There are two main types of kimchi: one made with napa cabbage and the other with daikon radish. If you’ve never tried the latter, you’re seriously missing out!
Daikon kimchi has something napa and other types of kimchi don’t: crunchiness. Thankfully, this crunchiness remains even after a couple of days of fermentation.
Daikon kimchi is also made in almost the same way as napa kimchi and has the pungent and sour flavor we know and love in kimchi.
This vegan version of daikon kimchi is no different. It calls for around a dozen ingredients and is ready in about 4 days. It’s a fantastic side dish to Korean meals and provides many health benefits. Here is more on this delicacy and how to make daikon kimchi from scratch.
What Is Daikon Kimchi?
Daikon kimchi, also known as kkakdugi, is a Korean side dish made by seasoning and fermenting cubed daikon radish.
Daikon radish is a unique type of radish native to East Asia. It’s sweet, juicy, and less peppery than other radishes.
Its mild flavor and slightly sweet taste make it the perfect vessel for seasoning used to give kimchi its signature spiciness. Its sugar content also allows for easy and quick fermentation.
Recipes for daikon radish vary greatly from one region to the next, but they usually include a combination of green onion, onion, ginger, garlic, Korean chili flakes, fish sauce, and salt. You can eat it immediately, although it tastes better after a couple of days of fermentation.
How to Make Daikon Kimchi without Fish Sauce
Fish sauce adds lots of salty, umami (savory) flavor to kimchi. But there are other, vegan-friendly ways to get the same boost of yumminess.
In this recipe, we’ve used white miso, also known as shiro miso. White miso also has a mild umami flavor. Its palace color will blend in easily with the colorful spices in this dish.
If you find that this veganized version of miso needs something else to replace that fish sauce flavor, you can use a bit of vegan fish sauce together with the white miso.
Vegan fish sauces usually combine ingredients like shiitake mushrooms, seaweed, and vinegar with light soy sauce to somewhat replicate the look and flavor of the original.
Choosing Daikon for Kimchi
When you go grocery shopping to make your homemade kimchi from scratch, choose the freshest, best quality daikon radish you can get your hands on. Things to look for in daikon include:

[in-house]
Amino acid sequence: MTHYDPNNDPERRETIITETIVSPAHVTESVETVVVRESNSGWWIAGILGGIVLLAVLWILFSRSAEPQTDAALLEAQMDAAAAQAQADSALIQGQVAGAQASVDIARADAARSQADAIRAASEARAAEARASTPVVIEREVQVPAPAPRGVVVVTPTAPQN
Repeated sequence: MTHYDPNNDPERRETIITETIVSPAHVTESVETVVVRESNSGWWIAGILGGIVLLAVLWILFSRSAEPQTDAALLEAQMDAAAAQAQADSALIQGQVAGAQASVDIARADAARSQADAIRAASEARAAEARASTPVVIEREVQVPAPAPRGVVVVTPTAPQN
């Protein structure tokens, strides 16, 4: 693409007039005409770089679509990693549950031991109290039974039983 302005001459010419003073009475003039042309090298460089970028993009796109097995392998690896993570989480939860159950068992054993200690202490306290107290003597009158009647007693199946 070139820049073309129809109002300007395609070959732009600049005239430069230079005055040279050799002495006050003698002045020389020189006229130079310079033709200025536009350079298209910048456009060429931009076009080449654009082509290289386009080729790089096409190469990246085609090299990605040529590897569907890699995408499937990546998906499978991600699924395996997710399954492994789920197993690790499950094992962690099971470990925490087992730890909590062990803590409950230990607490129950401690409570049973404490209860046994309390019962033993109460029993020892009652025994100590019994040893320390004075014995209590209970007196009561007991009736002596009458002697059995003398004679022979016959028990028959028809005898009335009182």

- Heavy, plump, and straight
- Firm and smooth skin
- Feels heavy for its size
- Mostly white color with a light green top
- Vibrant green leaves
The fresher your daikon, the tastier your daikon kimchi will be. Daikon radish tends to become rubbery as it ages, and that won’t give you the crunch that makes this recipe worthwhile.
And now the question pops up: can I use regular radish in kimchi?
Besides using daikon radish, some recipes for this type of kimchi also use peeled and cubed apples for an extra layer of sweet taste.
There are so many kimchi variants made with everything from cucumbers and eggplants to mustard greens and even seaweed.
So, sure, you can use regular radish to make kimchi. However, it won’t taste like kkakdugi. Regular radish has a sharp spicy to zesty taste that can overpower the other ingredients, depending on the variety.
Radish Kimchi Benefits
There are more benefits to making kimchi a part of your daily diet than we can count. But let’s cover some of its science-backed health benefits.
- Kimchi is a low-calorie food, with one serving providing just over 30 calories.
Besides having a low-calorie count, this vegan kimchi has almost 3g of fiber and around the same amount of protein. Both of these nutrients are known to increase feelings of fullness, protein by taking up a lot of energy to be digested and fiber by slowing down digestion.
- As a fermented food, kimchi contains lactic acid bacteria, which are known to aid in digestion and support digestive health.
More specifically, these gut-friendly bacteria reduce your risk of colorectal cancer, prevent constipation, and break down dietary fiber. By supporting a healthy gut, they also indirectly support the immune system, boost brain health, and prevent skin conditions — all often linked to a dysregulated gut microbiome.
- The probiotic benefits of this vegan kimchi are even greater thanks to the addition of miso.
Miso itself is a source of probiotic bacteria, also notably lactic acid bacteria. However, to get the benefits of these probiotics, it’s best to eat kimchi raw. Exposure to heat tends to kill these gut-friendly bacteria quickly.
- Kimchi can also be helpful for weight loss.
The chili flakes used in this recipe contain a compound linked to increased feelings of fullness called capsaicin. Studies show that exposure to capsaicin prevents overeating.
Now that you know why kimchi is so good for you, below is how to make it from scratch.
Daikon Kimchi (vegan Kkakdugi)
- 2 lbs about 1 kg raw daikon radish, peeled and cut into thin slices
- 1 tbsp ground salt
- 1 tbsp white miso
- 1 tbsp red pepper flakes Korean Gochugaru if available
- 2 green onions roughly chopped
- 3 garlic cloves halved
- 1- inch ginger piece sliced
- Place all of the ingredients into a large bowl and toss everything to evenly coat the radish. Cover the bowl with a clean towel and set aside for two hours at room temperature, until the radishes release their juices.
- Transfer into an airtight jar and press the ingredients down to remove any trapped air bubbles. Let ferment at room temperature for 4 days, until small bubbles appear on top and the mixture smells sour.
- Transfer into the refrigerator until ready to serve.